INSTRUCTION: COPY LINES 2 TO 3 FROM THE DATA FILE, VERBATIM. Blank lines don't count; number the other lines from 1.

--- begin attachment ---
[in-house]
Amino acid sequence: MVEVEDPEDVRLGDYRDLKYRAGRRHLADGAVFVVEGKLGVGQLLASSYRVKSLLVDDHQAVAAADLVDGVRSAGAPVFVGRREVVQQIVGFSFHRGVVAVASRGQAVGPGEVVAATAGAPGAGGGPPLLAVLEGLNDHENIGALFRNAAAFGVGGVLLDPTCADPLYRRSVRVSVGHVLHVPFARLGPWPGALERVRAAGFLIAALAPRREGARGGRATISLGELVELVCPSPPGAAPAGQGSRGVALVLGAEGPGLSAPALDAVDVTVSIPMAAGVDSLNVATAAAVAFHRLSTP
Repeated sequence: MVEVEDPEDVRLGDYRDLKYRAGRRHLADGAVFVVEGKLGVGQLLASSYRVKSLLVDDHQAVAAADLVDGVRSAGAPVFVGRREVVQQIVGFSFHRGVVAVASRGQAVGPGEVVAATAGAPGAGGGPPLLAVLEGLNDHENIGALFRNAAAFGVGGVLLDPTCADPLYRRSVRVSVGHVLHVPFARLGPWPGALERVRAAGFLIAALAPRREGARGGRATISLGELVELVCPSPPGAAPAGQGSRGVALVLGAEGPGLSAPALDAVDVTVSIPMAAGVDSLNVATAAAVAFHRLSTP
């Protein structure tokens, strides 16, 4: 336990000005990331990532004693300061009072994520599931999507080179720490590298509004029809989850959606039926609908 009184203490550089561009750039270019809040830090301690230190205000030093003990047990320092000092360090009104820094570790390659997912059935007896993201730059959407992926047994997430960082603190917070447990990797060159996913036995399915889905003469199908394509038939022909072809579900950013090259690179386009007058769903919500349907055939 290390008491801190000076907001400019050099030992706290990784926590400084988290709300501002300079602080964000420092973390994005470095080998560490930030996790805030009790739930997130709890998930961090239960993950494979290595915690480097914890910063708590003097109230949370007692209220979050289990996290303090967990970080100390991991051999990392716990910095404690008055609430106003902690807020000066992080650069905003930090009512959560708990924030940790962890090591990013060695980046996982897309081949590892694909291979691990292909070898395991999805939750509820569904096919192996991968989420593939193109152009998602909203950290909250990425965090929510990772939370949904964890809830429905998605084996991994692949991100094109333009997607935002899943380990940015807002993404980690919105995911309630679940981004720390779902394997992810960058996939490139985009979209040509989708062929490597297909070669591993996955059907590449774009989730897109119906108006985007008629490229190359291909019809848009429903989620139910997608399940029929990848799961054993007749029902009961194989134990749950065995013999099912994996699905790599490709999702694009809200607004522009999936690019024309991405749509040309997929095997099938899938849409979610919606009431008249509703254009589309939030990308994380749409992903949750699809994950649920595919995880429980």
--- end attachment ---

Amino acid sequence: MVEVEDPEDVRLGDYRDLKYRAGRRHLADGAVFVVEGKLGVGQLLASSYRVKSLLVDDHQAVAAADLVDGVRSAGAPVFVGRREVVQQIVGFSFHRGVVAVASRGQAVGPGEVVAATAGAPGAGGGPPLLAVLEGLNDHENIGALFRNAAAFGVGGVLLDPTCADPLYRRSVRVSVGHVLHVPFARLGPWPGALERVRAAGFLIAALAPRREGARGGRATISLGELVELVCPSPPGAAPAGQGSRGVALVLGAEGPGLSAPALDAVDVTVSIPMAAGVDSLNVATAAAVAFHRLSTP
Repeated sequence: MVEVEDPEDVRLGDYRDLKYRAGRRHLADGAVFVVEGKLGVGQLLASSYRVKSLLVDDHQAVAAADLVDGVRSAGAPVFVGRREVVQQIVGFSFHRGVVAVASRGQAVGPGEVVAATAGAPGAGGGPPLLAVLEGLNDHENIGALFRNAAAFGVGGVLLDPTCADPLYRRSVRVSVGHVLHVPFARLGPWPGALERVRAAGFLIAALAPRREGARGGRATISLGELVELVCPSPPGAAPAGQGSRGVALVLGAEGPGLSAPALDAVDVTVSIPMAAGVDSLNVATAAAVAFHRLSTP